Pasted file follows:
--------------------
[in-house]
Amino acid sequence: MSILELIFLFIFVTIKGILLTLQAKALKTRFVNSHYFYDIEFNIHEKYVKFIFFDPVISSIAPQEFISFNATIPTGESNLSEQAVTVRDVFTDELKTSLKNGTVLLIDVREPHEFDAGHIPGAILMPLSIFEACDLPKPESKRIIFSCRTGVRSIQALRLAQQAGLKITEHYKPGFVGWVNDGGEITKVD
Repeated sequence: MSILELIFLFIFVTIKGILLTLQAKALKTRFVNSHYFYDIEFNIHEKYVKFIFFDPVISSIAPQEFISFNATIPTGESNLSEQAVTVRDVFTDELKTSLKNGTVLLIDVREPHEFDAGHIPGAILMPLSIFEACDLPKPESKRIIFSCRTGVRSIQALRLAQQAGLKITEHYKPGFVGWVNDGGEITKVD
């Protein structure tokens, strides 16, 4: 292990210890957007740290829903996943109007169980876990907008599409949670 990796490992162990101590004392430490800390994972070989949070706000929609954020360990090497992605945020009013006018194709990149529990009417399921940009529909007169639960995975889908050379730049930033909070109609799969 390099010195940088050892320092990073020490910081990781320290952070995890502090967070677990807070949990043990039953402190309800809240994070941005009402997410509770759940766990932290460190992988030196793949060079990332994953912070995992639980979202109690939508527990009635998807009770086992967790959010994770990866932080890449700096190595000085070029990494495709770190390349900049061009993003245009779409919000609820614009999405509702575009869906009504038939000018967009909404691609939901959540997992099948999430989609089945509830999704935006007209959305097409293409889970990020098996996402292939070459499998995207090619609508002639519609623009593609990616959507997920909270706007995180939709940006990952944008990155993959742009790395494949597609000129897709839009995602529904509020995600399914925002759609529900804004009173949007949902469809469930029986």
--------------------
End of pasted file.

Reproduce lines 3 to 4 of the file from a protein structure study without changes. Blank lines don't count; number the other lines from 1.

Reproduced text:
Repeated sequence: MSILELIFLFIFVTIKGILLTLQAKALKTRFVNSHYFYDIEFNIHEKYVKFIFFDPVISSIAPQEFISFNATIPTGESNLSEQAVTVRDVFTDELKTSLKNGTVLLIDVREPHEFDAGHIPGAILMPLSIFEACDLPKPESKRIIFSCRTGVRSIQALRLAQQAGLKITEHYKPGFVGWVNDGGEITKVD
């Protein structure tokens, strides 16, 4: 292990210890957007740290829903996943109007169980876990907008599409949670 990796490992162990101590004392430490800390994972070989949070706000929609954020360990090497992605945020009013006018194709990149529990009417399921940009529909007169639960995975889908050379730049930033909070109609799969 390099010195940088050892320092990073020490910081990781320290952070995890502090967070677990807070949990043990039953402190309800809240994070941005009402997410509770759940766990932290460190992988030196793949060079990332994953912070995992639980979202109690939508527990009635998807009770086992967790959010994770990866932080890449700096190595000085070029990494495709770190390349900049061009993003245009779409919000609820614009999405509702575009869906009504038939000018967009909404691609939901959540997992099948999430989609089945509830999704935006007209959305097409293409889970990020098996996402292939070459499998995207090619609508002639519609623009593609990616959507997920909270706007995180939709940006990952944008990155993959742009790395494949597609000129897709839009995602529904509020995600399914925002759609529900804004009173949007949902469809469930029986």